The head of the U.S. delegation to the conference this year is Ambassador Avis Bohlen, a retired foreign service officer whose career included serving as Ambassador to Bulgaria from 1996 – 1999.
There are three public members of the U.S. delegation. Nida Gelazis, of the Woodrow Wilson Center, is a scholar of international human rights, international law and citizenship policies and protection of national minorities.
Dr. Ethel Brooks, professor of sociology at Rutgers University, is the second representative of the U.S. at the conference. Brooks has published many articles on her research areas which include child labor in third world countries, globalization and political economies.
The third public member chosen to attend the human rights conference as a representative of the U.S. is Salam Al-Marayati, president of the Muslim Public Affairs Council.
While two out of three of the U.S. representatives are scholars whose fields suggest expertise in human rights and democratization, and are entirely consistent with the themes of the OSCE and, specifically, human rights and democracy, Al-Marayati’s appointment raises serious questions.
Counter-terrorism expert Steve Emerson told The Jewish Press that
Al-Marayati’s appointment is not just scandalous but also does incalculable damage to our values as a nation whose core principles categorically reject the legitimization of a racist supporter of terrorism, and an incendiary proponent of paranoid conspiracies that provides the motivation for radical Muslims to carry out terrorism.
Al-Marayati is not a scholar. His only graduate degree is in business and his undergraduate degree is in science. He has been involved with MPAC since its founding in 1986. Without any scholarly article to his credit, his expertise is in matters concerning the role of Islam and Muslims in America and elsewhere.
In fact, Al-Marayati is better known, at least to members of the American Jewish community, for his defense of those who are on the scrutiny end of the human rights examining lens. Perhaps his most infamous statement was during a radio interview immediately following the attacks by Muslim terrorists against the United States on September 11, 2001.
On that day, as the buildings were still smoldering, Al-Marayati told radio interviewer Warren Olney on KCEW-FM’s “Which Way, LA?” in response to questions about who might be behind the terrorist attacks,
If we’re going to look at suspects, we should look to groups that benefit the most from these kinds of incidents, and I think we should put the state of Israel on this list because I think this diverts attention from what’s happening in the Palestinian territories so that they can go on with their aggression and occupation and apartheid policies.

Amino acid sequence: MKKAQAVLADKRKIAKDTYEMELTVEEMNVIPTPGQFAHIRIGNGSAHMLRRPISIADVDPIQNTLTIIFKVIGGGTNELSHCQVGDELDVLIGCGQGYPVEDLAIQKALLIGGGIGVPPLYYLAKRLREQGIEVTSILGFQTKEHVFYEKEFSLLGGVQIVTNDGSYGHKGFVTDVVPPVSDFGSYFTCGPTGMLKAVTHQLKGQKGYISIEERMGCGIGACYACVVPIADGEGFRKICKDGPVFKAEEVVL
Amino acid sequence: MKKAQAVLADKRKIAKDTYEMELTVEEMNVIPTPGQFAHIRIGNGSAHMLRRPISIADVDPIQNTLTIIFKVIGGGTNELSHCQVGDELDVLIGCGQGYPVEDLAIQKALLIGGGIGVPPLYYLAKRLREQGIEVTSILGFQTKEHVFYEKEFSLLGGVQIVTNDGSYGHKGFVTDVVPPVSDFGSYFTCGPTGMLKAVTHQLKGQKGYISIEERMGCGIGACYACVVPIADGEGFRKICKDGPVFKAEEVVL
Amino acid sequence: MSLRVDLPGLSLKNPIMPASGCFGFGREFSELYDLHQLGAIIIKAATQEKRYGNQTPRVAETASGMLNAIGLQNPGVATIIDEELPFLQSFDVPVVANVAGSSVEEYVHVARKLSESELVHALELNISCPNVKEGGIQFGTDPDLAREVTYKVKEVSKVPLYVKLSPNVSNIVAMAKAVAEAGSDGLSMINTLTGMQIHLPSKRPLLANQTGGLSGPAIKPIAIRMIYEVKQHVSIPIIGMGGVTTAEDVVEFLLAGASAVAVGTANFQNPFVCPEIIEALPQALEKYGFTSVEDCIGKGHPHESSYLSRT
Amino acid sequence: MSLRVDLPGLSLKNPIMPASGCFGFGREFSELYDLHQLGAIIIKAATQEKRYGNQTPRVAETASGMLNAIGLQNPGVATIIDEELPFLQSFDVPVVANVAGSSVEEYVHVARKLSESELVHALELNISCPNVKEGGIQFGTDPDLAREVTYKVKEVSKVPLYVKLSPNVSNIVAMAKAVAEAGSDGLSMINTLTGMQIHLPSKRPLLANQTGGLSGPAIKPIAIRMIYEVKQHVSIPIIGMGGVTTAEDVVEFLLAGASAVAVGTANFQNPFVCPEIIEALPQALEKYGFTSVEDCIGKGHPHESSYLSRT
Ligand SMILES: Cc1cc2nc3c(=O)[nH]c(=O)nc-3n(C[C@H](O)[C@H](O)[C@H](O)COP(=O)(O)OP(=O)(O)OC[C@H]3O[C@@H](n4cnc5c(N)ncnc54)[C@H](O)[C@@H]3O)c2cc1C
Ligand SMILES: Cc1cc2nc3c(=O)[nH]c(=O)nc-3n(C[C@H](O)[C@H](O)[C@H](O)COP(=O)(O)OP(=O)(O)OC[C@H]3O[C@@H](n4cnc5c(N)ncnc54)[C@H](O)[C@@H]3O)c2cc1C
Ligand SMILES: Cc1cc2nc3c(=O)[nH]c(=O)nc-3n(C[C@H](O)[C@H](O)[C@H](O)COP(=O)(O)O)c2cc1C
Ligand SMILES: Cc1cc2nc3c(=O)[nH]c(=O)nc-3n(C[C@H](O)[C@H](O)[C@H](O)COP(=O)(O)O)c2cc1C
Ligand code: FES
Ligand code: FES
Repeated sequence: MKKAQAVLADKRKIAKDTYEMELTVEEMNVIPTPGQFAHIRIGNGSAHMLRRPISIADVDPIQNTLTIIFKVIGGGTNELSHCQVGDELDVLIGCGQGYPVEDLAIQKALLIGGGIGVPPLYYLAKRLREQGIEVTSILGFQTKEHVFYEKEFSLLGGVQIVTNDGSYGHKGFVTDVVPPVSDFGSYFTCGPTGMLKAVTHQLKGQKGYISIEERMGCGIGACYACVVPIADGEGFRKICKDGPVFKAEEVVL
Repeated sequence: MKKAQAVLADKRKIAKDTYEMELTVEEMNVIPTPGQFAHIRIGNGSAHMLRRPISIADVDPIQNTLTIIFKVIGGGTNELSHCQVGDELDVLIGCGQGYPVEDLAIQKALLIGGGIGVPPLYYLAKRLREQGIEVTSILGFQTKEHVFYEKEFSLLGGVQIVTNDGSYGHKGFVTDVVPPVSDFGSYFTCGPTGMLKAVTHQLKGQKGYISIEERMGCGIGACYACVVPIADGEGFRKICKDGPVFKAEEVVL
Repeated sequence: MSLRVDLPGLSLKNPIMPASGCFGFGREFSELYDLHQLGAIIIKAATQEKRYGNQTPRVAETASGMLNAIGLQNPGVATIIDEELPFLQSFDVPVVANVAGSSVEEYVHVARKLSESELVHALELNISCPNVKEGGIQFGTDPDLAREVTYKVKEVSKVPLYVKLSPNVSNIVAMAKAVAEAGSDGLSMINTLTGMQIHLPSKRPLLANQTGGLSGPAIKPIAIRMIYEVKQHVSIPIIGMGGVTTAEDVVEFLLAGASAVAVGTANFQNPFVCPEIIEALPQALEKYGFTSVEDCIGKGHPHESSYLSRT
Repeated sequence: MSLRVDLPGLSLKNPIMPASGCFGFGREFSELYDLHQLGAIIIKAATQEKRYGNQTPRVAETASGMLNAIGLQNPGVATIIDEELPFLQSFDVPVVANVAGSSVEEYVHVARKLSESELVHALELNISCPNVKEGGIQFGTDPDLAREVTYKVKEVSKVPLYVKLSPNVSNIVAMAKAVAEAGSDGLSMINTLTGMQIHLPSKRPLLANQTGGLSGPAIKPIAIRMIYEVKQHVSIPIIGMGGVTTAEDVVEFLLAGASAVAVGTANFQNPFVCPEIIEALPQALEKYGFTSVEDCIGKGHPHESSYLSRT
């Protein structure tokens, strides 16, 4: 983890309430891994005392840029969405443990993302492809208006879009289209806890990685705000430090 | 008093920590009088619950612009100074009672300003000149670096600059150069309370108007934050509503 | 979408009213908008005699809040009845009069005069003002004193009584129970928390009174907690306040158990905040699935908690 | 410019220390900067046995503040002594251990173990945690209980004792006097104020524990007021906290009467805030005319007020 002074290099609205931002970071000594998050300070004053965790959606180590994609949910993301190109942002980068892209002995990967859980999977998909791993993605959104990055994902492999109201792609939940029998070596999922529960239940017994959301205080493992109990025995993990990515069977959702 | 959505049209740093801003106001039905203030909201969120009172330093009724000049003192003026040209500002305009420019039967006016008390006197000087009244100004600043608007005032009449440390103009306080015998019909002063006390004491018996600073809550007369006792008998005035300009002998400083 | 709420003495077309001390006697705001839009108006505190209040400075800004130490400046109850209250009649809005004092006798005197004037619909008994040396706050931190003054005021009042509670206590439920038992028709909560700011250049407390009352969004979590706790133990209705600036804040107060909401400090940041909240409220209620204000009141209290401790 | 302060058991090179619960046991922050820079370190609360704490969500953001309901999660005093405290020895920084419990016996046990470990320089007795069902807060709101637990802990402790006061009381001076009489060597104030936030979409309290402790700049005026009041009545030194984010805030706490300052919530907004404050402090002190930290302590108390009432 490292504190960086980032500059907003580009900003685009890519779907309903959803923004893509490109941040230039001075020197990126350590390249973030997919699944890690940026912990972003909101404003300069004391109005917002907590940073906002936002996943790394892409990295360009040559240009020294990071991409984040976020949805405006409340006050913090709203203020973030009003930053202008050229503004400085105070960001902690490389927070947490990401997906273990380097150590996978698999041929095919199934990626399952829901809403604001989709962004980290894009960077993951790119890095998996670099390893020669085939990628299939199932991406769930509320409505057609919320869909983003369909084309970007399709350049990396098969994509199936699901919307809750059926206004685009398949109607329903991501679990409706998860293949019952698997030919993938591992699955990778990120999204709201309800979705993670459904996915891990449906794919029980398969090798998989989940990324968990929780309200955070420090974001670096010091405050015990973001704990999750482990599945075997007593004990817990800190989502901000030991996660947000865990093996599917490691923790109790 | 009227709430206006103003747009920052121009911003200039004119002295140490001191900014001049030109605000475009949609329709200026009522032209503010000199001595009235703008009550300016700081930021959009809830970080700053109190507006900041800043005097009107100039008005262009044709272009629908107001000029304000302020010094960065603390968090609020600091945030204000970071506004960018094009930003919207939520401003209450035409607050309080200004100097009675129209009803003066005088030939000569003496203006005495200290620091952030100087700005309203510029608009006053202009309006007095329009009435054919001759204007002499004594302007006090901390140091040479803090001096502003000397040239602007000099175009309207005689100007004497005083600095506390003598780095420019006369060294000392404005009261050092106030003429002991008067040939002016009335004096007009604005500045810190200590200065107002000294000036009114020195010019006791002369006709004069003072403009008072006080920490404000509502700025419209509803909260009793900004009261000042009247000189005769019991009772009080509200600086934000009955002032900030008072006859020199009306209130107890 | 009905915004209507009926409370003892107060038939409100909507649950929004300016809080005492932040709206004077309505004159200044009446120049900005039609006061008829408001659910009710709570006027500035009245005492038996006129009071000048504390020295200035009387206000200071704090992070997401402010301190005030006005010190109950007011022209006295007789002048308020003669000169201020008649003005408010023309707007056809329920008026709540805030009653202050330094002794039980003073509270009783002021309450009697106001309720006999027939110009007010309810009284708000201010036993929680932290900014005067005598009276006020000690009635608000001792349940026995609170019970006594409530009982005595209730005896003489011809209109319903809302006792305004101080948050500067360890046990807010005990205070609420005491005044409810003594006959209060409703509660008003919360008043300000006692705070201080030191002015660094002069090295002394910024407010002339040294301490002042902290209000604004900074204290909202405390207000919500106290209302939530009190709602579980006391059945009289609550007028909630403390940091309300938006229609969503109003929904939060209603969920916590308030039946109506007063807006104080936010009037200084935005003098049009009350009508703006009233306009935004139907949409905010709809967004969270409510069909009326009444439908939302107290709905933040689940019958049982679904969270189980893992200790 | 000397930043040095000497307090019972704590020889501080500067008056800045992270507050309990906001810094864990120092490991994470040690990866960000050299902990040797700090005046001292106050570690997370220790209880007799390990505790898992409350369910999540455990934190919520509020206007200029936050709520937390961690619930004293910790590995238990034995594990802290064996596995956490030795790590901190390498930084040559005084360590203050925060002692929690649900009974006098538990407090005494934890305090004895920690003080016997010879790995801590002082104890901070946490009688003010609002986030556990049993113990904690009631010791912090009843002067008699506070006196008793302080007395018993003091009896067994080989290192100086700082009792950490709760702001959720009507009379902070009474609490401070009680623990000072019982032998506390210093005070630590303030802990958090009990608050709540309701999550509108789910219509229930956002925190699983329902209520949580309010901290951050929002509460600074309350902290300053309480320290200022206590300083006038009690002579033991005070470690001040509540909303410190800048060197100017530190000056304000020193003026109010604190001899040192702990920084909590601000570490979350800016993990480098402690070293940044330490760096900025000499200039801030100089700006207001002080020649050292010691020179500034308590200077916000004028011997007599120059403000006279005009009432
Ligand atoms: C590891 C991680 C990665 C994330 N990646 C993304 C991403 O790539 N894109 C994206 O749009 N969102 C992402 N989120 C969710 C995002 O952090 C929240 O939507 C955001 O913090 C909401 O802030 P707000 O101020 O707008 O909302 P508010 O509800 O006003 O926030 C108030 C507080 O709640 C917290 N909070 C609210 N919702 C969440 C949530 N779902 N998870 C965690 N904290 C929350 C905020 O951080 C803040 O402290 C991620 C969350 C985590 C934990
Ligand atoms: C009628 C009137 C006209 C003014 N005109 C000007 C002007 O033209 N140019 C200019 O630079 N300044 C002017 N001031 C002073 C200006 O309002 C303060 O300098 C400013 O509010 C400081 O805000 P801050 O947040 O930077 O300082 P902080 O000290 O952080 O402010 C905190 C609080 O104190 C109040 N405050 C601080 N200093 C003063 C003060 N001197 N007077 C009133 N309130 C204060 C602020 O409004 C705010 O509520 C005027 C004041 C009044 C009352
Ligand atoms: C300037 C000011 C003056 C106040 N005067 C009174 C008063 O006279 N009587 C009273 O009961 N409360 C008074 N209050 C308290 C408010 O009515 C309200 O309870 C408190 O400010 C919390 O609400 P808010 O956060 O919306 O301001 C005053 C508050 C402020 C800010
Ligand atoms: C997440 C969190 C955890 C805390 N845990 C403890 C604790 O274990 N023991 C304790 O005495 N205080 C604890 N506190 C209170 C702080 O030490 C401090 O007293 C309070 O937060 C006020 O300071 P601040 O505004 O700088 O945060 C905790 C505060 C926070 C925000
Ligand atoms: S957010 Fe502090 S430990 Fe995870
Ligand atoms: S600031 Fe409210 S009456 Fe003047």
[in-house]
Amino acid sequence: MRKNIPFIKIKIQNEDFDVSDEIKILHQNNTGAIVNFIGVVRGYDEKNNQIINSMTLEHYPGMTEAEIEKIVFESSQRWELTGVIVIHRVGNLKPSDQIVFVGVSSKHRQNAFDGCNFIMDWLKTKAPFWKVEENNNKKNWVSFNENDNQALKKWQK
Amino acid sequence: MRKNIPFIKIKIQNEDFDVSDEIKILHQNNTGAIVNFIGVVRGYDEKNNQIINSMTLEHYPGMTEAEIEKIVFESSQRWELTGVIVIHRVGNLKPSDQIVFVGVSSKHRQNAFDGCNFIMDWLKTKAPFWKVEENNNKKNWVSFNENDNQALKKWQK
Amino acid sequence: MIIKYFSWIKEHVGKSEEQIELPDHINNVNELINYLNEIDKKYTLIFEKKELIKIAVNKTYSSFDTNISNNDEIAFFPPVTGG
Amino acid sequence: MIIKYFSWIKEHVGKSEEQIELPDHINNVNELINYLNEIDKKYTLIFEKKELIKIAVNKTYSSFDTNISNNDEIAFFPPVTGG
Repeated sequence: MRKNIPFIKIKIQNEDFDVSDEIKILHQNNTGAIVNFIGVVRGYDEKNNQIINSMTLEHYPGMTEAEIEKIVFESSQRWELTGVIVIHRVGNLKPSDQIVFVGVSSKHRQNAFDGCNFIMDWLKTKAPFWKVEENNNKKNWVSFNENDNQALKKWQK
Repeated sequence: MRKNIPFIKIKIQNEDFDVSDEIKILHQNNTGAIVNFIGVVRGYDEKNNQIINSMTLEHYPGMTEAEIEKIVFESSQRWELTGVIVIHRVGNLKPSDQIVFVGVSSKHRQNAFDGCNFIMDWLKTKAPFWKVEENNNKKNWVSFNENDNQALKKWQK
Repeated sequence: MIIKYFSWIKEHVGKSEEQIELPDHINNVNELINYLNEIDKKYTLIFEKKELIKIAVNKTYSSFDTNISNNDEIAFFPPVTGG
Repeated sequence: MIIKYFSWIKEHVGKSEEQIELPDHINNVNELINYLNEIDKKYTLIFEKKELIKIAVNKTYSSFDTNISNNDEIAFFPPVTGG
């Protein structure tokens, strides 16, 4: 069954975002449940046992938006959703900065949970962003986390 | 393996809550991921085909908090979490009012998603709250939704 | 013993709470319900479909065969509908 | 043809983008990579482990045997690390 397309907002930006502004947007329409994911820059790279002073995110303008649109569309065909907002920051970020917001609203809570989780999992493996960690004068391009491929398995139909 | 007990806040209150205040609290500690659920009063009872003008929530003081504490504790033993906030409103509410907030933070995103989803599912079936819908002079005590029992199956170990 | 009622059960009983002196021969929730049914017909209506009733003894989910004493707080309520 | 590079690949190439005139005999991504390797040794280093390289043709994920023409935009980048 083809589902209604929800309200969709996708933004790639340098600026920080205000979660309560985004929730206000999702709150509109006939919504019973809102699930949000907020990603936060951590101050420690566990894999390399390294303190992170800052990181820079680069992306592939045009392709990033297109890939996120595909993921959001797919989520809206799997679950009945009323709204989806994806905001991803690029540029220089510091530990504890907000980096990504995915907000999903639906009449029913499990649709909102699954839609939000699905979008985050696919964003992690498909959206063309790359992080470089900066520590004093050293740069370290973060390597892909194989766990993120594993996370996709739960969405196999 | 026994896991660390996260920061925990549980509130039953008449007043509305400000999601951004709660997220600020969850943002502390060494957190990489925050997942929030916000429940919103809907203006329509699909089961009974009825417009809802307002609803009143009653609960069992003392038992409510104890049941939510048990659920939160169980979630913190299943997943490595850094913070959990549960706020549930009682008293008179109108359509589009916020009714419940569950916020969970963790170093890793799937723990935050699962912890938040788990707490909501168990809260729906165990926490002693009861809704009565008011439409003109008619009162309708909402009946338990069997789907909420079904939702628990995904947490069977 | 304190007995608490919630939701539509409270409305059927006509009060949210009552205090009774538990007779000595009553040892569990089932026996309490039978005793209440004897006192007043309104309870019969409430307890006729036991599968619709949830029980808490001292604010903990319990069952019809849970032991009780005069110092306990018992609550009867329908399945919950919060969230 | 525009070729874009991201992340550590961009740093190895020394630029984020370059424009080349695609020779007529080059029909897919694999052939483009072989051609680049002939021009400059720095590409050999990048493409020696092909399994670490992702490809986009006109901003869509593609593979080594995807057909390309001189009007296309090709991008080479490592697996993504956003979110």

While Al-Marayati is generally more in control about publicly expressing his views regarding Israel and comporting himself in an even-keeled manner when with civic and political leaders, there have been many other instances in which his support for Muslims seems to override his concern for the human rights and safety of others.
For example, at a 2005 conference held by the Islamic Society of North America, Al-Marayati told his fellow Muslims not to respond to requests from the FBI to work with them, saying, “we reject any efforts, notion, suggestion that Muslims should start spying on one another.”
Even as he publicly engages in many interfaith efforts, Al-Marayati continues to sow the seeds of division between religious groups. In 2009 he spoke at a J Street conference, telling the audience of ”Palestine Now At Any Price” liberals that the absence of a Palestinian State was the major cause for Muslim unrest in Pakistan, and that it was “the central issue critical to the hearts and minds of all 1.5 billion Muslims worldwide.”
Al-Marayati spoke before the OSCE conference on Tuesday, October 1, about the situation of Muslims as a religious minority in America. He quoted President Obama’s 2009 Cairo speech, in which he said, “‘it is important for Western countries to avoid impeding Muslim citizens from practicing religion as they see fit – for instance, by dictating what clothes a Muslim woman should wear,’” and called for “governments to ‘stop targeting Muslims through legislation or policy, and instead enshrine the ground of religion or belief as a prohibited ground of discrimination in all realms.”
When asked to comment about Al-Marayati’s appointment to represent the United States at a global human rights and democracy conference, Steve Emerson, one of the premier counter-terrorism experts, and someone who has conducted extensive research into Al-Marayati’s background, told The Jewish Press,
For this administration to appoint to an august human rights organization Salam Al-Marayati, who has openly supported Hizbollah, claimed that the FBI has illegally incited Muslims on terrorism charges because of FBI sanctioned policies of “racial profiling,” has defended as innocent the most notorious members of Hamas who were found guilty of laundering millions of dollars to a terrorist group, and someone who has complained of ‘having the Holocaust shoved down [his] throat,’ is an outrage.
Emerson suggested that the appointment of Al-Marayati as a representative of the U.S. at one of the world’s largest human rights conference,